While the ultimate cost to all Dominion ratepayers was $6 billion, only 6 percent of its customers would directly benefit from the project, Schrad says. 

“The commission in its order [in 2015] said no other utility in the United States has proposed such an aggressive program. So the commission told the company to come back with something a little bit smaller in scale and let’s see how it works, and the company did. We approved it for the first year, and they came back for a second year and they spent more than the commission was willing to allow them to recover.”

Now that the strategic underground program has been deemed in the public interest in the new law, the commission could no longer apply its standard of: “Is this needed and is the cost to taxpayers reasonable?” says Schrad.

Virginia Attorney General Mark Herring and the SCC’s Deputy General Counsel Arlen Bolstad also have questioned whether the General Assembly’s new law provides enough protection to consumers. “Put simply, SB 966’s predetermining ‘in the public interest’ language puts limits on the SCC’s authority to ensure that customers do not overpay for utility projects if and when there are less costly alternatives available,” Bolstad said in a letter to Toscano.

Dominion officials disagree. “By saying certain projects are in the public interest, the General Assembly is laying out energy policy in Virginia, as is their duty. The SCC still has the ability to deny those projects if they feel they aren’t in the interest of our customers,” says Rayhan Daudani, a company spokesman. 

According to Daudani, “The SCC will have oversight of grid transformation projects before, during and after the investments. Dominion Energy can’t spend one penny on grid modernization until the SCC deems the investments reasonable and prudent. The SCC will also have opportunities during and after the projects to review the expenses to ensure it was spent according to their authorization.”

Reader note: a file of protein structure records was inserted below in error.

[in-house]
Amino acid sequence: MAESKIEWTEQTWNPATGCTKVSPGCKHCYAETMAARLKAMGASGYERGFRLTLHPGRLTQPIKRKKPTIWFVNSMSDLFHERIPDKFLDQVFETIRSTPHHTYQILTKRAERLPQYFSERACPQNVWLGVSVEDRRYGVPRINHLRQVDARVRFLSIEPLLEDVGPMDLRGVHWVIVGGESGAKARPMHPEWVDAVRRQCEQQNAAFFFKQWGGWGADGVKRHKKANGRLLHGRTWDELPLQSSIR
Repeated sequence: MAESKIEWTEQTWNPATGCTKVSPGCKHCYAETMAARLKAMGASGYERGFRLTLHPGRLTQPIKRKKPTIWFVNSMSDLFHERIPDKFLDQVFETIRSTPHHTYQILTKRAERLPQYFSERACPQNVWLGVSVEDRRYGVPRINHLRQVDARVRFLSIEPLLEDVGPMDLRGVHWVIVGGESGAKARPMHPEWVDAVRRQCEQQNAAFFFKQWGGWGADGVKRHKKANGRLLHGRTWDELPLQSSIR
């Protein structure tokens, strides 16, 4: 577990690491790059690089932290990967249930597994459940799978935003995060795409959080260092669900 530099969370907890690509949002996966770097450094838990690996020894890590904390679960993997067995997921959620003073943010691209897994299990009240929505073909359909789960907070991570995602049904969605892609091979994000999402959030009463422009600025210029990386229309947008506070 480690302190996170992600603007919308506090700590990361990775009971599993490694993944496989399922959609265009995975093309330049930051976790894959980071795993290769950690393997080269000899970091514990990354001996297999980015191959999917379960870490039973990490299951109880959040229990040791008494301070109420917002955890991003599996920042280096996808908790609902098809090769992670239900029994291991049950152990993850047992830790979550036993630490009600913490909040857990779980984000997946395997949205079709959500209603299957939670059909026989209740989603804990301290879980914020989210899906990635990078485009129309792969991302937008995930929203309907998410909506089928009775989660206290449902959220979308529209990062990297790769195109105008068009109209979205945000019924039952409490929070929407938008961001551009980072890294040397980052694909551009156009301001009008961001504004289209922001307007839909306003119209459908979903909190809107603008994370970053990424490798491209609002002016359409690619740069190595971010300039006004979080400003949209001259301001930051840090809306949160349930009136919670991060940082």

Some SCC officials remain skeptical.  While the overhaul provides a structure to move Virginia forward, it also creates what has been called a “reinvestment model,” allowing Dominion and APCO to offset profits above their authorized rate of return by investing in those projects deemed as “in the public interest.” 

Schrad notes that, under the new law, utilities will be subject to financial reviews every three years, instead of every two years, the timeframe in place before the 2015 rate freeze.

Under the prior system, if a utility overearned in a single biennial review puneriod, then the amount of money collected from ratepayers over a certain threshold was returned to them. Basically, the company could keep 30 percent, and 70 percent was returned to ratepayers, Schrad says.

Now instead of returning money to ratepayers, “the utility has the option to reinvest that money into certain qualifying projects — solar, wind generation, grid modernization programs. Ratepayers would ultimately be paying for all of these projects anyway. But instead of any refund coming back to customers, that money would instead be used to start paying for these projects,” says Schrad.

In a report to the governor and General Assembly in September, the SCC said that Dominion Energy Virginia’s return on equity (ROE) for generation and distribution for the combined years of 2015 and 2016 — when the freeze was in effect— was 11.94 percent, above the 10 percent approved by the SCC during its last biennial review of the company. APCO’s return was 11.09 percent for that same time. 

In the meantime, Dominion’s rates within its peer group of other Southeastern utilities have become less competitive, according to the SCC.

Dominion Energy Virginia’s annualized residential rates, based on a customer using 1,000 kilowatts per month, was 11th in a recent SCC ranking of 20 peer companies in terms of least expensive rates. The company ranked sixth in 2007. Dominion’s rate was $111.76 in January 2017 compared with $90.59 in July 2007, an increase of 23.3 percent. 

During the same period, APCO rates in Southwest Virginia increased from $66.72 to $114.29, or a boost of 71.3 percent. (See chart).

What’s happening in Virginia “is pretty consistent with what’s going on in other states,” says Lillian Federico, research director with New Jersey-based Regulatory Research Associates, a part of S&P Global Market Intelligence.

Other states are making a big push into solar and modernizing their grids. “If you’re using excess earnings to fund an investment, rather than come in for a rate case to make the investment, you’re getting to the same place, but in a simpler way. Other states have done similar things,” she says.